Mon. Sep 26th, 2022

Oculus Quest owners, your chance to dive into the world of PC VR gaming has begun.

The Oculus Home app on Windows PCs has just been updated to support the standalone Oculus Quest, two months after the “Oculus Link” feature was teased and demonstrated at the most recent Oculus Connect conference.

(If you’re not familiar with the slightly confusing Oculus ecosystem of virtual reality, the sentences above are probably a bit confusing. If so, go here for a refresher on what the Oculus Quest headset is, then here for a explain why this new Oculus Link update is a big deal.)

With Oculus Link enabled, the standalone Quest can now connect to a PC of your choice via a USB Type-C 3 cable and access the more powerful VR library on PC storefronts like Oculus Home. We’ll come back after testing to confirm that SteamVR also works properly via Oculus Link.

AMD is DOA for now

In the meantime, Oculus has confirmed a jump in required PC specs for Oculus Link usage, which we knew could come due to additional requirements for Link’s rendering pipeline. AMD graphics card owners are getting some bad news today: Your systems will not working with Oculus Link at launch. Higher AMD cards will eventually be supported, Oculus reps tell Ars, while weaker Nvidia cards like the GTX 970 and the notebook variant of the GTX 1060 are not currently supported.

That change in the rendering pipeline also means that PC VR games, as rendered by a wired Quest, will look blurrier than on native PC headsets. Our testing at the last Oculus Connect event revealed acceptable VR performance on Quest via Link, but I called the results “a great benefit, not a PC headset replacement”. Link’s apparent downgrades to resolution and frame rate at the time were significant enough to reassure owners of new kits like the Oculus Rift S not to regret their purchases.

We are still waiting for a release date for the official Oculus Link headset cable after “2019”. When it launches, this $79 fiber optic cable will offer a significant length for the sake of real-world movement — five meters, about the same as most wired VR kits — and a crucial right-angle connector to keep the cord from dangling. The Quest’s USB Type-C port is set high on one side, which isn’t ideal for always connecting a protruding cord; therefore I strongly cautioned against plugging Quest hardware into a power outlet during standard play.

But you’ll have to settle for standard cables at this point in Quest Link’s beta, and Oculus recommends a “high-quality” USB 3.0 cable. This presents a huge drawback: the USB Type-C cable that comes with every Oculus Quest system is actually USB 2.0 compliant, so it won’t work. If you’re eager to dive into Oculus Link today, look out for a Type-C cable capable of USB 3.1 or USB 3.2 speeds. (Oculus currently recommends members of the press try this 10-foot cable from Anker.)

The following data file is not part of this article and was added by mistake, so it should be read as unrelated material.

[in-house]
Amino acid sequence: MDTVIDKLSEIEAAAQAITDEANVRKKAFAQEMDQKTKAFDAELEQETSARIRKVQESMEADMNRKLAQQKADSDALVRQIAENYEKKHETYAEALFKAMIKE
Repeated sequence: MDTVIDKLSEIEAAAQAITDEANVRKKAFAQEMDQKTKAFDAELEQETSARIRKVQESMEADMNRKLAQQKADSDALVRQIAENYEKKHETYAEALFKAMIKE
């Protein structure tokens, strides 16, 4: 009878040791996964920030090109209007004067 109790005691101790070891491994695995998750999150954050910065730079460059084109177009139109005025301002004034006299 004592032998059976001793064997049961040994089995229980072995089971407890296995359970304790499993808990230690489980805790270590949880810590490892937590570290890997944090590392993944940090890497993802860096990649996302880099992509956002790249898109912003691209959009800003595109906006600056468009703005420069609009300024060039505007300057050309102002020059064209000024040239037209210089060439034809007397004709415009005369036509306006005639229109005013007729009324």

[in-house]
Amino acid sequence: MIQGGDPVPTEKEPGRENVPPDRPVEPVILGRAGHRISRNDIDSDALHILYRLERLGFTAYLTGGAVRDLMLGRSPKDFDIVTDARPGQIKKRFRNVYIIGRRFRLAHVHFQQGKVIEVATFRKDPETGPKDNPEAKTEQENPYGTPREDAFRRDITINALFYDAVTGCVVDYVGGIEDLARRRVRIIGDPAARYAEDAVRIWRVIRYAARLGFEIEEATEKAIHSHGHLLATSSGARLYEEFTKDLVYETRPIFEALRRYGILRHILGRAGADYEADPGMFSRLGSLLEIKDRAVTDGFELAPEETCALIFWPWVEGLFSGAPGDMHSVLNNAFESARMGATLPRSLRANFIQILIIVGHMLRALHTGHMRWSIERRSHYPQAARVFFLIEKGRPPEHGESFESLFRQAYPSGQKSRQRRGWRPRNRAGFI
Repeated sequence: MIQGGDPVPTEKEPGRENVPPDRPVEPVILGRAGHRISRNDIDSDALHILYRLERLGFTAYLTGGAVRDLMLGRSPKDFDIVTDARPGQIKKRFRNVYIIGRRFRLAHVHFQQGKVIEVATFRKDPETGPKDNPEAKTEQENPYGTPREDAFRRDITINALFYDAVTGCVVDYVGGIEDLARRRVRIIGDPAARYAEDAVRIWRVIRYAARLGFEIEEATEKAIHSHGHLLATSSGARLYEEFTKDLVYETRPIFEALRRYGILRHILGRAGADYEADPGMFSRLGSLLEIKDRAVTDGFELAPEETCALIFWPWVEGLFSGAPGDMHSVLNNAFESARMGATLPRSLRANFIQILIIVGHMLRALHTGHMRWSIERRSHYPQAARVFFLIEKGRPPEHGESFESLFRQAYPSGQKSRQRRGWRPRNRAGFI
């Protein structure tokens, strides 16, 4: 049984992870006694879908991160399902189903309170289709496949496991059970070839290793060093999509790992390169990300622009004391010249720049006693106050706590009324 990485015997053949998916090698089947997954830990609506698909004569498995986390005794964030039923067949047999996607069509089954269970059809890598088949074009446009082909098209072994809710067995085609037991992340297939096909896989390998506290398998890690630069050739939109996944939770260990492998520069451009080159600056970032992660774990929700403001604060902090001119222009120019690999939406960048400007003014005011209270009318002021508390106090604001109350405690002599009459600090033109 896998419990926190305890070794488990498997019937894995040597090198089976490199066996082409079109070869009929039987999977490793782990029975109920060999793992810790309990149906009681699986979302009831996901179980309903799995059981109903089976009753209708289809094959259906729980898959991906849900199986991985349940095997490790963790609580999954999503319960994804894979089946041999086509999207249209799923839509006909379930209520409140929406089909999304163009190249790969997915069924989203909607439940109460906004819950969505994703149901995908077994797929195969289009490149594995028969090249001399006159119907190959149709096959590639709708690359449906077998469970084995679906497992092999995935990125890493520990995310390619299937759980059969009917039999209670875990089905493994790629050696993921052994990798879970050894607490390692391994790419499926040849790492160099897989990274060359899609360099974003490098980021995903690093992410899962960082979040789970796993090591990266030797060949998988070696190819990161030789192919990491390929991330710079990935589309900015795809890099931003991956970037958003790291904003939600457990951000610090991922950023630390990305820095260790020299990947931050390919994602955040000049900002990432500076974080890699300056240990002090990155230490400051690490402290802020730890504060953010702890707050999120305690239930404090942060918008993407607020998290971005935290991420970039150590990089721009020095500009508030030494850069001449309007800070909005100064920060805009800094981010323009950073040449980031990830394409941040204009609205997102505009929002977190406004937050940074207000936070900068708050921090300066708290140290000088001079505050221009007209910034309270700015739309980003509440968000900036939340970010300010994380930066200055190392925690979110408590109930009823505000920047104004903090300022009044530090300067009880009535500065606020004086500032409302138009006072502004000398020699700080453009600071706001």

Oculus made it clear at its September conference that the few months of the Quest headset’s existence had boosted software sales significantly: $20 million in software in four months, versus $80 million in Oculus Rift software sales in more than three years. So it makes sense that Oculus is optimistic about unlocking further software sales opportunities through today’s new Link feature.

stormland launch trailer, November 2019.

This holiday season includes two massive game launches for the Rift PC platform: stormlandan action adventure with weapons and flights, and The Wrath of Asgarda Skyrim-like fantasy RPG. We’ll have more on both major games by the end of the year, along with advice on whether either fits well with the inherent limits of Oculus Link’s visual downgrades on Quest headsets.

Time for some Link action

Update, November 19: Oculus’s rollout of the feature seems to have come in waves, as I had to wait an extra day after the rollout to access Oculus Link. I’m currently on vacation, so this is a quick update to simply confirm: it works and it fully supports SteamVR.

To access a Steam library on Oculus Quest via Oculus Link, you’ll need to locate your computer’s desktop (which Oculus Home lets you do with an easy-to-find “virtual desktop” button), then click through to your Steam library and load SteamVR from there. But it works, and it treats a connected Oculus Quest as if it were a standard PC headset – neatly translating the Oculus Touch controllers to boot.

My incredibly short tests revolved around booting into SteamVR and then jumping into that store’s installs Beat Saber and pistol whip to test image quality and latency. Frankly, I’m more impressed with this first moment than when I tested Oculus Link at a conference in September. I could definitely notice a hint of extra latency in my Beat Saber sword sweep, and it was arguably better than any such acceptable slowdown I’ve noticed in modern wireless VR setups. And while Quest’s 72Hz refresh is nothing like Valve Index’s 120Hz standard, there’s something to be said for my powerful PC giving a fuller image which is then neatly and cleanly scaled down to the Quest’s crisp, high-resolution OLED .

If you have a Quest, you really should run, not walk, to buy a compatible USB 3 Type-A to Type-C cable to try this out. It’s a heckuva Quest party trick.

List image by Sam Machkovech

By akfire1

Leave a Reply

Your email address will not be published.